2. In the External Reference File Location window,
select a file type and locate the desired file.
3. If you want the path to the referenced drawing to be
relative to the current drawing (as opposed to an
absolute path), check Return Path as Relative.
4. The selected file is added to the block library of the
current file. You can view it and insert it using the
Blocks Palette. However, you cannot edit an xref in the
Blocks Palette - you must change the original file.
« Last Edit: August 04, 2010, 05:06:52 PM by Steve The Kiwi »

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* August 04, 2010, 05:08:49 PM
#2
This might help: External References.

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John R.

V17—V21, 2015—2018
Designer, Deluxe, Expert, Basic, Platinum
RedSDK enabled
Windows 10 Pro, 64-bit


* August 04, 2010, 05:19:34 PM
#3
Thanks Steve and John,

After reading your posts it sounds to me that an "x-ref" (which is shorthand for External Refernce, I have surmised) is a lot like a "Symbol".  What is the difference?  (I'm on TC ver.11)

Thanks, Alvin

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Alvin Gregorio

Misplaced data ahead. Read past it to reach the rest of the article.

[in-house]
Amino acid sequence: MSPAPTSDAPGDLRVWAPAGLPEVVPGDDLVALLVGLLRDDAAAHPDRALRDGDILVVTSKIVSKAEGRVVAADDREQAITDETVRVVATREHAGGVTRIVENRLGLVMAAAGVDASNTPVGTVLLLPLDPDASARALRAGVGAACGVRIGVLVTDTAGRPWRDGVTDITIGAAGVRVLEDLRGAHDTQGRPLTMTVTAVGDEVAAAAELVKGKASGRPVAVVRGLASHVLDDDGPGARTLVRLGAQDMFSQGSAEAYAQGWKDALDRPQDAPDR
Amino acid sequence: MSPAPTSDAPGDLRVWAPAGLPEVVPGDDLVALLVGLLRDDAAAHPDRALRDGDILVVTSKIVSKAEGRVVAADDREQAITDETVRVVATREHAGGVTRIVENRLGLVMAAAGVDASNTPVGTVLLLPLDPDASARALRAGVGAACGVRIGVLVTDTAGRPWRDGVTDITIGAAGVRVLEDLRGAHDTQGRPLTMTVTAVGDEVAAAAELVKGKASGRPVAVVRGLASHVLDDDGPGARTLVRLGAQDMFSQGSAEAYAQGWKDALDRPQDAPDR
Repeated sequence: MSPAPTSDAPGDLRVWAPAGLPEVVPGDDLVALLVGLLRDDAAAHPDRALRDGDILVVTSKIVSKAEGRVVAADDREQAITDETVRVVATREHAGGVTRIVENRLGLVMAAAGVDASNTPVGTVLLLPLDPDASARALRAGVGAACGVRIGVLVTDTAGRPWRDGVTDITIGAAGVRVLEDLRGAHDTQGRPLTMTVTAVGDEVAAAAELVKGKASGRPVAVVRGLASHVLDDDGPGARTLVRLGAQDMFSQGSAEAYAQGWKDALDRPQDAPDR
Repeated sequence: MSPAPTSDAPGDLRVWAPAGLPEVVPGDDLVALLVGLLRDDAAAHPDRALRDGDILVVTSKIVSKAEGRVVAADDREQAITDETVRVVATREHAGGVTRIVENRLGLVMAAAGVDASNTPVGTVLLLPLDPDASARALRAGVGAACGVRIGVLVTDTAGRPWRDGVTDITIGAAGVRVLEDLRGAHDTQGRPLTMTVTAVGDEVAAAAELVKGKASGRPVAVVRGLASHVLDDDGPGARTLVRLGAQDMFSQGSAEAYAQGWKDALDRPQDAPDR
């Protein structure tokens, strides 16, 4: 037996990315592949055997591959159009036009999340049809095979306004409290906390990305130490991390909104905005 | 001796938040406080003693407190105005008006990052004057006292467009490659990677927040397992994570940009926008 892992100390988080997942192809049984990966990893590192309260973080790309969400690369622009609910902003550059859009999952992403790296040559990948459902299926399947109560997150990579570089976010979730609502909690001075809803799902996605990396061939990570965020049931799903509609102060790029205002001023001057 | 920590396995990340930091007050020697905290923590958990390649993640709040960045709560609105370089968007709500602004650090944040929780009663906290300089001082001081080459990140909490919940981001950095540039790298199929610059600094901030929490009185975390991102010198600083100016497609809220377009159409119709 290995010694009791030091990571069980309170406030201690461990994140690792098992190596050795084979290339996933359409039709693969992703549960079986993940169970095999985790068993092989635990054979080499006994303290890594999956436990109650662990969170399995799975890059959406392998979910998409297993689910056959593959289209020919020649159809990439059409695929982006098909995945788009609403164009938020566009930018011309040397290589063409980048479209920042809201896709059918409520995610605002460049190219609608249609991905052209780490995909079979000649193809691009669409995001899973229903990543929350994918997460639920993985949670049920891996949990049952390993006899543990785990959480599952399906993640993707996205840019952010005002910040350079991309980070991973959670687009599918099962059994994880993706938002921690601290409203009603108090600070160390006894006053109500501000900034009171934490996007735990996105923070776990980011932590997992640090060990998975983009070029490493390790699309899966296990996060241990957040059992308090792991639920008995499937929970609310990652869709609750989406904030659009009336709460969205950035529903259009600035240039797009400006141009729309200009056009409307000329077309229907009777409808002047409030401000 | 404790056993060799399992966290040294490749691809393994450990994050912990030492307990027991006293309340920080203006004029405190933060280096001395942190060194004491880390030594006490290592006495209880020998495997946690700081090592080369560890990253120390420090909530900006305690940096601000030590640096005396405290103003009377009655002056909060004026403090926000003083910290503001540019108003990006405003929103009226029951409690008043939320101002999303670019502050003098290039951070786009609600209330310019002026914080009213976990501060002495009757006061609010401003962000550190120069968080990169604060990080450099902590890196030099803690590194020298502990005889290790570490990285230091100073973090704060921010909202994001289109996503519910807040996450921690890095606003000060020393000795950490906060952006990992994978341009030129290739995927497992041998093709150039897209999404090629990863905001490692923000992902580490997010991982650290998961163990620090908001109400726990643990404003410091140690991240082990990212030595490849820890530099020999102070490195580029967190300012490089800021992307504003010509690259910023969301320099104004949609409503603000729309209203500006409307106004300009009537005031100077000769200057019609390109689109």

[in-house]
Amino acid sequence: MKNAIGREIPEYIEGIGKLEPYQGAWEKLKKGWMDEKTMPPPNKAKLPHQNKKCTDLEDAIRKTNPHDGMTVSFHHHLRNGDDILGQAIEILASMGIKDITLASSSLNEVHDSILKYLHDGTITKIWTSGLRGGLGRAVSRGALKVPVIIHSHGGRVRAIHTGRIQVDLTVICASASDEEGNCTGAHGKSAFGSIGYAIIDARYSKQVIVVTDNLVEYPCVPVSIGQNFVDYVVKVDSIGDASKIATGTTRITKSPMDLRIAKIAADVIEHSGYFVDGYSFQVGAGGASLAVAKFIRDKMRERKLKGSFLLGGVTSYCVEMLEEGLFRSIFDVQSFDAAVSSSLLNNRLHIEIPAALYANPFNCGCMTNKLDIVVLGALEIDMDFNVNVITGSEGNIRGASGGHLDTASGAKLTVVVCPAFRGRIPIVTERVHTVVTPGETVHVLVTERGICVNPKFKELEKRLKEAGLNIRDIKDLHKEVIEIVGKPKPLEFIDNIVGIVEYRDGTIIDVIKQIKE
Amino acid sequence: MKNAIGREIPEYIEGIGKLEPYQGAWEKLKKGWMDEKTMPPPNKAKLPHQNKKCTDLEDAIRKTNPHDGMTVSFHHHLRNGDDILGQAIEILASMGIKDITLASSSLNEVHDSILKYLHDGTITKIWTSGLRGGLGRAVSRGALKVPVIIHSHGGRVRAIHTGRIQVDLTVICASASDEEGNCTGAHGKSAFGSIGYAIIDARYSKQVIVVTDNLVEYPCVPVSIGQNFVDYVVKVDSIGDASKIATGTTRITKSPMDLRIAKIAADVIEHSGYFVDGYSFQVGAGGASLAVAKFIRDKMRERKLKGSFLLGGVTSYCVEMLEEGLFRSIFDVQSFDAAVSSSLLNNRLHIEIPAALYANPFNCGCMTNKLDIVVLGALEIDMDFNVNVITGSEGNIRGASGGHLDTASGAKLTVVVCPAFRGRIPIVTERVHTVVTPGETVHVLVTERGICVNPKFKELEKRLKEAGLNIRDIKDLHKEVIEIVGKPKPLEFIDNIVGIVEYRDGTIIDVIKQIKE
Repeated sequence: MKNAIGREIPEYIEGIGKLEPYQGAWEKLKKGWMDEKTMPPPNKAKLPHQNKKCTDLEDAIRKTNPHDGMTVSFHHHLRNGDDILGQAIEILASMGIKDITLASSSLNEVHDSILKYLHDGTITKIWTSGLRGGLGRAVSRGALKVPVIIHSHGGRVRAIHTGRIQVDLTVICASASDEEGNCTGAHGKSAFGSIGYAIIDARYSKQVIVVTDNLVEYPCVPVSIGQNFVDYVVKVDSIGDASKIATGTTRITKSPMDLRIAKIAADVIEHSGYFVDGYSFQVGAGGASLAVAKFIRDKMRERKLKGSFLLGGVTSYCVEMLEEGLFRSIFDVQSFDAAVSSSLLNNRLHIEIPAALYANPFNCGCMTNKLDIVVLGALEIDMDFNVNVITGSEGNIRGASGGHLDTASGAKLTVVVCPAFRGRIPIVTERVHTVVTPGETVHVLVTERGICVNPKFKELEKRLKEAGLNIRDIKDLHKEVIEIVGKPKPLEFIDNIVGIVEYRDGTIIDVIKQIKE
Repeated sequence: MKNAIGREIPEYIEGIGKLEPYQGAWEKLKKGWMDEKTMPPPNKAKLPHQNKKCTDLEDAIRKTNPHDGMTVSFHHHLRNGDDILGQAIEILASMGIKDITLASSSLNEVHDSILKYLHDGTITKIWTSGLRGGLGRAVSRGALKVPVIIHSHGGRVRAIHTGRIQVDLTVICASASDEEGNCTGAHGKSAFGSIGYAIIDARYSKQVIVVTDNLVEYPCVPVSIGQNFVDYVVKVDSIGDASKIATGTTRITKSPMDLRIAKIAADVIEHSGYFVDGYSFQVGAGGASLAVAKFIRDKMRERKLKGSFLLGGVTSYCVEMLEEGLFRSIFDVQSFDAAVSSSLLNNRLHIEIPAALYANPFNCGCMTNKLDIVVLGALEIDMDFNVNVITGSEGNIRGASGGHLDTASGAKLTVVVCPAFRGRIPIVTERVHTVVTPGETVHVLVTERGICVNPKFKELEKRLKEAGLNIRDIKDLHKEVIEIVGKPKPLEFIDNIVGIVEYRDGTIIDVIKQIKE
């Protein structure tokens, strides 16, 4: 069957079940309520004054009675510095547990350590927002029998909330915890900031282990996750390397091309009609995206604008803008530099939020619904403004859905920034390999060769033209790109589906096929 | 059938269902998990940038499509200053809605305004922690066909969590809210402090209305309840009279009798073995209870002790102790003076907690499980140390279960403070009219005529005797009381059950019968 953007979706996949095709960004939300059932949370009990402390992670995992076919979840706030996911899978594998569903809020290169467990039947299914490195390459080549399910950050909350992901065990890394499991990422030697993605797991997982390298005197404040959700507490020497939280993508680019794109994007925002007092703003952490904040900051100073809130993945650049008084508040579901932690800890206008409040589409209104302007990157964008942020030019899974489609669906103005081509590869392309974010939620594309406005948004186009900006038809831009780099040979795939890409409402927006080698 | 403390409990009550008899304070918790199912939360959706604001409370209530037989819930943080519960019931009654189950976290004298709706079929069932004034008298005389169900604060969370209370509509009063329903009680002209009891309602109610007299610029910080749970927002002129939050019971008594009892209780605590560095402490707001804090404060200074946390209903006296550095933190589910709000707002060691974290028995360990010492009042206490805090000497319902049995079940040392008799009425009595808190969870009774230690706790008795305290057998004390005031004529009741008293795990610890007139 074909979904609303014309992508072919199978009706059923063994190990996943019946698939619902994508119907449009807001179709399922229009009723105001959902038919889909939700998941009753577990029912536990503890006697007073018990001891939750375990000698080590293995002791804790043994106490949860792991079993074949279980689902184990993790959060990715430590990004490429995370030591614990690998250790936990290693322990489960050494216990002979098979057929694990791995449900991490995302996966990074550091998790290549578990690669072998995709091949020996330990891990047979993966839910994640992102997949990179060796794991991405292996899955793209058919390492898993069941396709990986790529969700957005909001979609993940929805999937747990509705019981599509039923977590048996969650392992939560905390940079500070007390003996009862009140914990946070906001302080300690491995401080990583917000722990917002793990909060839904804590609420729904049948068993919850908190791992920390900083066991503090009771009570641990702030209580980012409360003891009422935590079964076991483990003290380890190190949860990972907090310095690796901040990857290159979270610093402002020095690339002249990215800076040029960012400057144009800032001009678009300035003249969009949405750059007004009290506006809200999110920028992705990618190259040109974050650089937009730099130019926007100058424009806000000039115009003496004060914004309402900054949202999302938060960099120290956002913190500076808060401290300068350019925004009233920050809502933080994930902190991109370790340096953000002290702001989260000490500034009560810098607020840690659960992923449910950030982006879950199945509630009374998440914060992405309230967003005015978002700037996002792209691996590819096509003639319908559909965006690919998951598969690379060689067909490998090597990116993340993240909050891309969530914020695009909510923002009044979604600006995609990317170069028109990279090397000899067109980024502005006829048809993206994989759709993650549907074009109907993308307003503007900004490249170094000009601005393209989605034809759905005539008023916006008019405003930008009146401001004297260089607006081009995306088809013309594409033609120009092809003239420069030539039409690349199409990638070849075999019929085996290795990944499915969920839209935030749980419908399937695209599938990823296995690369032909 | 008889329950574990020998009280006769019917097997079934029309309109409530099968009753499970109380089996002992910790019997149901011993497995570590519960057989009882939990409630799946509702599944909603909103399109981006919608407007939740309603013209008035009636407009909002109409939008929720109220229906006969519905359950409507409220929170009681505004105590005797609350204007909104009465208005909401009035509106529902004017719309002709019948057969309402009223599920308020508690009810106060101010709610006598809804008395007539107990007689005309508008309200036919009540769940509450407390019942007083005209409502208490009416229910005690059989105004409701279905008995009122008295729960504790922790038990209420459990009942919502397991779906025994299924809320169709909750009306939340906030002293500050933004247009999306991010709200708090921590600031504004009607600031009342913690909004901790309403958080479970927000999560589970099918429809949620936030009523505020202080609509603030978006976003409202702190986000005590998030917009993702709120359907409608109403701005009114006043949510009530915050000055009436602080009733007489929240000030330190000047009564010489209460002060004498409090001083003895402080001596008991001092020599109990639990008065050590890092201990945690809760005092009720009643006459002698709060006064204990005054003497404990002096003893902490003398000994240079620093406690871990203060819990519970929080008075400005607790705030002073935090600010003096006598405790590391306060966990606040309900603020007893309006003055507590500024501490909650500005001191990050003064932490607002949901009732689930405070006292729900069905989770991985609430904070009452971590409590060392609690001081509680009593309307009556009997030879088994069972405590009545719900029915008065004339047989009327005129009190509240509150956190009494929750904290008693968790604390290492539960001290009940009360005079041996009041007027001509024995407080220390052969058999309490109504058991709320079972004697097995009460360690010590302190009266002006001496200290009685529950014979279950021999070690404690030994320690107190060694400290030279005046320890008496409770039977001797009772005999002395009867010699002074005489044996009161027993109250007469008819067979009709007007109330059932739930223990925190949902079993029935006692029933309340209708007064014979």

(mostly Residential Architectural 2D; no formal CAD Training; intermittent TurboCAD user since yr. 2000 [ver6.5])
---TurboCAD: V20.2PP(57.0)[as of 3/12/15]; V19DL(54.2); V11.2Pro; Windows-7-Pro/64-bit; Intel-Core-i3 CPU; 2.27ghz; 4GB RAM; Intel HD Graphics (CPU based)


* August 04, 2010, 11:59:28 PM
#4
re: I have surmised this is a lot like a "Symbol".  What is the difference?  (I'm on TC ver.11)

Similar, but it's actually a Block. Each time I insert a Symbol into TurboCAD, I get all its geometry (2D objects and/or 3D objects) and the file size increases depending on the symbol. Each time I insert a Block or XRef, I just get a reference to the stored geometry in the Blocks palette or the external drawing file and file size increase is negligible.